I have AF and have been on Warfarin for about 3years I previously lived in the Swindon area, and attended the anti coagulant clinic at the Great Western Hospital, I went to New Zealand for 3 months, I was advised to buy a Coaguchek meter, this I did, and have self tested for 3 years, I was able to obtain test strips on prescription, I have since moved to Yeovil, and was able to obtain strips, recently I have been informed by my practice manager that I would not be prescribed strips, the manager has stated that she does not approve of self testing and she had no knowledge of how the meter worked. I recently had an appointment to have a hernia repair, I was told not to take Warfarin for 5 days, I self tested each day to get my INR down to 0.5, my operation was cancelled at the last moment, it then took 6 days ti get my INR back in range, taking 6mg warfarin each day, I tested daily a total of 11 tests, saving the surgery, and me a lot of time. I am due to return to hospital in 5 days time, and self test each day to check that my INR is low enough for the hernia repair to be carried out, my wife also has AF and she also self tests, we are both aware that we are saving the NHS a lot of time and money, but will now be obliged to buy strips from Roche, Perhaps we could have a BOOB JOB for free?

3 Replies

  • Hi Stentsx2.

    Don't despair the world is changing. There have been many CCGs and GPs who have resisted the self testing approach to controlling INR but the benefits are obvious to you, I and many other patients like us. That is why NICE spent many months exploring the issue and earlier this month published new guidelines to the medical world. See . Basically, for patients with A/F and prosthetic heart valves they have found that self testing and self managing in particular is cost effective to the NHS, reduces clotting problems by 50% more that those tested in the system and reduces fatalities by 30%. They are recommending it as a benefit to all concerned and this should be adopted by NHS in due course. CCGs and GPs should all eventually (once funding budgets are provided) be prescribing not only the strips but also the machines.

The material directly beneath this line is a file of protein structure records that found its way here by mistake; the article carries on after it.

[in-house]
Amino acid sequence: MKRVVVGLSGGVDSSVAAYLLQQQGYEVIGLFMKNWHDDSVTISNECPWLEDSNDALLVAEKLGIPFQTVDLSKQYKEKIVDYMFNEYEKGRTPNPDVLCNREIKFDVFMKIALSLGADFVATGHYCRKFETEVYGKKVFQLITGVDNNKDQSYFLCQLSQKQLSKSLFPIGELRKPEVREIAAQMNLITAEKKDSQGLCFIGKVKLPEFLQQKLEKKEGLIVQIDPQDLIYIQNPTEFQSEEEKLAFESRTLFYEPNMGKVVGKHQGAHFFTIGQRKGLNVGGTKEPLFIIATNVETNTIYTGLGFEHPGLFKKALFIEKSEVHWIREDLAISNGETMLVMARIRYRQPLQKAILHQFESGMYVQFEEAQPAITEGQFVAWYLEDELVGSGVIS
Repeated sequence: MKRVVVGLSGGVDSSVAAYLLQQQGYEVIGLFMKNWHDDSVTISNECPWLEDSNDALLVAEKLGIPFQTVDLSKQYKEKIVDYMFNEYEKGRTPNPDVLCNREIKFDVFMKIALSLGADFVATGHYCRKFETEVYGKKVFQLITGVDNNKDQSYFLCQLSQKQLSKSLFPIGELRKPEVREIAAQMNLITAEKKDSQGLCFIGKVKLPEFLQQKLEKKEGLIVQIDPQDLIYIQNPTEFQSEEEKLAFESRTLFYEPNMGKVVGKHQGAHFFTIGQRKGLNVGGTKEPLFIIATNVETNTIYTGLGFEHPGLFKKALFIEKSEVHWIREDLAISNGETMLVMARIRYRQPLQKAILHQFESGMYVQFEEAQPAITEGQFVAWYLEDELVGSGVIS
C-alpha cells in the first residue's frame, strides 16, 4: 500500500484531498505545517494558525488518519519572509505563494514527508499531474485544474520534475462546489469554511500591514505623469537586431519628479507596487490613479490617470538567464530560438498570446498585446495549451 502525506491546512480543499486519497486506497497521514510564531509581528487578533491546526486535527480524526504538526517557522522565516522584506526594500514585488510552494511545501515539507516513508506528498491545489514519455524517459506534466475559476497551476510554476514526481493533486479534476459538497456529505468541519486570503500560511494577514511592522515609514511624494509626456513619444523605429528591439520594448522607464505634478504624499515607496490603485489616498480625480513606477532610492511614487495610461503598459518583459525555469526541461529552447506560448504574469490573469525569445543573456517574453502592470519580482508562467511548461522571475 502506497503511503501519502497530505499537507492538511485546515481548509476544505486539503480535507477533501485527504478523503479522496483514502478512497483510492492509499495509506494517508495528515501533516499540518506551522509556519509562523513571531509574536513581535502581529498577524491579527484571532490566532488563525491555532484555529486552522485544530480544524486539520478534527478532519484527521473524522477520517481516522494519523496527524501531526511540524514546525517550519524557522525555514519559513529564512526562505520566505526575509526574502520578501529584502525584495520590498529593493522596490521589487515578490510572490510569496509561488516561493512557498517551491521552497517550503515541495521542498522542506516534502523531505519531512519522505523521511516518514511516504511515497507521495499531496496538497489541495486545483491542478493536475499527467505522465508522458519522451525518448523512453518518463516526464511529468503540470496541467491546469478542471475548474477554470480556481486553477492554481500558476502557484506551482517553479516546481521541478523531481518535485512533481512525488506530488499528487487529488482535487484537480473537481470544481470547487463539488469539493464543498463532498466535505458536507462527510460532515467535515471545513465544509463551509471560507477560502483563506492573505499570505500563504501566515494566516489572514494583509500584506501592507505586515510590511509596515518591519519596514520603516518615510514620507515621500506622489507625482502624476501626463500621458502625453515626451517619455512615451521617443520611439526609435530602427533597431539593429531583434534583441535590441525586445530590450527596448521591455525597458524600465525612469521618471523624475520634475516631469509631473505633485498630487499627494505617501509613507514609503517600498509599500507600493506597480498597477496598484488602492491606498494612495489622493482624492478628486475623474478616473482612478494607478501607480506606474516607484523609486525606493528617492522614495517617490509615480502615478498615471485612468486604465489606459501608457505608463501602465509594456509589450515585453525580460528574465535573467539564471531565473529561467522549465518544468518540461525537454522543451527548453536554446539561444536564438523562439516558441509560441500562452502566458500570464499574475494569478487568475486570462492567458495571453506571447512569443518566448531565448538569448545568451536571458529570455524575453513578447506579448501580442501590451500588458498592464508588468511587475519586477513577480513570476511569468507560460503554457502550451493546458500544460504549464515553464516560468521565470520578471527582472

Why not copy the new Guidelines and take it to your practice manager. He/She might learn something and change their view if they are a professional.

    All the best and do let us know how you get on as there are many more in the same situation as you today.

  • Hi I have a coagucheck machine it has I am sure saved me from having more health problems, were you covered by Clexane, heparin for your op

  • There is some great mystique about self-testing/management that the medical profession don't want to share! I'm convinced of it. When my wife and I moved from Dorset to Nottinghamshire, it was suggested I needed to go on a residential course (in BIRMINGHAM!) to learn how to use a coagulometer, despite the fact that I was partially paralyzed by a stroke!! Aside from the initial setting up of, say the CoaguChek meter (Roche actually supply a DVD with these details in addition to a written guide), there is very little else to do other than put in a re-agent strip and offer it a blood sample. So I guess somewhere along the line £££ are the issue. We save the NHS a fortune, like yourself. My wife is my carer and we have very little contact with the doctors/hospital save for requesting essential prescriptions from time-to-time. We both paid into the NHS for over forty years through our combined National Insurance contributions etc as an insurance for our old age - only to be told now: "Oh! That was all spent years ago......" I am truly sorry to hear of your experiences, StentsX2. I take on board the comments made by Peter Birt (above) - but somehow I seem to have heard them all before over a period of years and nothing has come of them as yet - in fact, the situation appears to have worsened.

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